Self-organized systems and natural computation
Most of the listed topics (but not all of them) can be tackled on all levels, as Honours, Masters or PhD projects. Please talk to me about details.
All projects listed below study self-organized systems and natural computation.
The paradigmatic example of self-organized groups are colonies of social insects, such as ants, termites, and (some species of) bees and wasps, whose strikingly organized and seemingly purposeful behavior at the group level is organized without any central “master plan”. An ant colony’s activities, such as coordinated attack when threatened or the building of complex trail networks, require elaborate coordination and decision making. Yet, despite the involvement of up to millions of individuals, there is no leader making the decisions: the complex behavior at the colony level emerges from simple interactions between myriads of individuals that only process local information.
Many aspects of self-organized phenomena in nature can be better understood from the viewpoint of information processing. Natural computation studies such phenomena as computational processes and uses information theory to explain their behavior.
Self-organized behavior exhibits a number of properties that are highly desirable in technical applications, specifically robustness, adaptiveness and parallelism. Hence, social insect behavior has been used as an inspiration for a wide range of engineering tasks. Among the most important examples of so-called “Swarm Intelligence” applications are ant colony optimization, a method for combinatorial optimization, swarm robotics andnetwork routing.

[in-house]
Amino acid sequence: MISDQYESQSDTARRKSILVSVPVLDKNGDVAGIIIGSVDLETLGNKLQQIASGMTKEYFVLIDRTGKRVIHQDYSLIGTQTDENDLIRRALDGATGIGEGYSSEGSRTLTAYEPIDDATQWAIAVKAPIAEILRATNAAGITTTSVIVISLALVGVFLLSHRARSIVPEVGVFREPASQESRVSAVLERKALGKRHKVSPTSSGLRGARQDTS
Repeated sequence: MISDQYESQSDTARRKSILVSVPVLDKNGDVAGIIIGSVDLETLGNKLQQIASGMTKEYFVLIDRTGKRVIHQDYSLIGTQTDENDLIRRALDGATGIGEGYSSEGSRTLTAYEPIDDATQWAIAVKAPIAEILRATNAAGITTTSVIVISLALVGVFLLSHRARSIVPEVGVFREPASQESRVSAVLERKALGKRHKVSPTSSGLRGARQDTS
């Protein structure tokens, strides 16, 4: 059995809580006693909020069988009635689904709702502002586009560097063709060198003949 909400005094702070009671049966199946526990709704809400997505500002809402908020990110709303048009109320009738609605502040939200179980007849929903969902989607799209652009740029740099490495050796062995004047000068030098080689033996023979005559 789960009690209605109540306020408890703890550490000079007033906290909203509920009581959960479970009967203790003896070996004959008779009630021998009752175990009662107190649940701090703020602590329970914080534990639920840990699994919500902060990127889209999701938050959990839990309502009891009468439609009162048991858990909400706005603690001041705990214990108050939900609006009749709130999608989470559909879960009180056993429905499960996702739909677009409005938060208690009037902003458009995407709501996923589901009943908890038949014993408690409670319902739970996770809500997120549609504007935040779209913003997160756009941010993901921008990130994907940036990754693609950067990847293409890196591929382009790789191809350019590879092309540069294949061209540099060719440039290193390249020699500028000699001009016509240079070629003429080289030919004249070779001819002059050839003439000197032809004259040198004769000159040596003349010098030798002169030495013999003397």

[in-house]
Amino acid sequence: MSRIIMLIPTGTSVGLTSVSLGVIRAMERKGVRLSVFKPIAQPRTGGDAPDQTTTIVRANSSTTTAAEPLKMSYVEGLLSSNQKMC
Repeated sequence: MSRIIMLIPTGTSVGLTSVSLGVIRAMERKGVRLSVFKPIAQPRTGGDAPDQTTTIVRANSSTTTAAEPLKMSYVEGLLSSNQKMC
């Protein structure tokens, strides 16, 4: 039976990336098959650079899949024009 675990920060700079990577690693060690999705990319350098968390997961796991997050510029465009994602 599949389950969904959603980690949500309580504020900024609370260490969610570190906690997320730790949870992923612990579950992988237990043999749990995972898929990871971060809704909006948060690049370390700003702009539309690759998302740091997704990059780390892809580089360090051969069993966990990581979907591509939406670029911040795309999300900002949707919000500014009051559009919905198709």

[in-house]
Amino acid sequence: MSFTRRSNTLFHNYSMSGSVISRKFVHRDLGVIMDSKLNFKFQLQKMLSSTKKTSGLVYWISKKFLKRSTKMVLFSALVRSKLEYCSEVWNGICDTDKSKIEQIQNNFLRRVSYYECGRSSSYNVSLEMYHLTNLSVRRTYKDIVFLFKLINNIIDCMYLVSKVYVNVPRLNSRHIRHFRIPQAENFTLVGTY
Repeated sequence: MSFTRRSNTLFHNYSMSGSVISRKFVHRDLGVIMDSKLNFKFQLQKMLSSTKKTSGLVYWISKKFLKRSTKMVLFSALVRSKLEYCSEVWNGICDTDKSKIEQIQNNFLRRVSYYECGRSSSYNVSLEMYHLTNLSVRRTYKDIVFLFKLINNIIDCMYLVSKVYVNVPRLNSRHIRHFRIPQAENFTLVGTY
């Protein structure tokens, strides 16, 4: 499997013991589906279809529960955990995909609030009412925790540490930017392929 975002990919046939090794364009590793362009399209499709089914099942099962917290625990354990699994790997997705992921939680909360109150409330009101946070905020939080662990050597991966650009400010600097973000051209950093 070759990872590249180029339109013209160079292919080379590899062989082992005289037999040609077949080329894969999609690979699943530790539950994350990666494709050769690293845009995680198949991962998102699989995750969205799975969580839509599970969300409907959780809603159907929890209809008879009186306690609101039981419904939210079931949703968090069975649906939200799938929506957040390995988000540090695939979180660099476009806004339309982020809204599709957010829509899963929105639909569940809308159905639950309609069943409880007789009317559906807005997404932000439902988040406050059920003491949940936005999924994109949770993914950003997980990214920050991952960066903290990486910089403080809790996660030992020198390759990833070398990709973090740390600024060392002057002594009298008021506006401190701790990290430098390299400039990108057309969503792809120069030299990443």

We are specifically interested in the adaptiveness of self-organized systems, i.e. their ability to “reorganize” in order to adapt to a changing environment.
The projects offered come in two flavors: Some are theoretical and mainly concerned with understanding real biological systems, in particular ant colonies and slime molds. Others are technical and use the insights gained from the study of self-organizing systems to develop new solutions to computational problems.
All projects require a keen interest in inter-disciplinary work and an open mind. In the biological projects we are closely collaborating with the Behavior and Genetics of Social Insects Lab and the Center for Mathematical Biology at the School of Biological Sciences, University of Sydney. If you wish, you may have the opportunity in some projects to spend time in the lab, directly studying the behavior of real social insects. For most projects you will need skills in simulation (usually Java, Mathematica or Matlab) and for some you will also need advanced mathematical modelling (Dynamic Systems). I will warn you in these cases… Don’t sign up for any of these projects without consulting me first!
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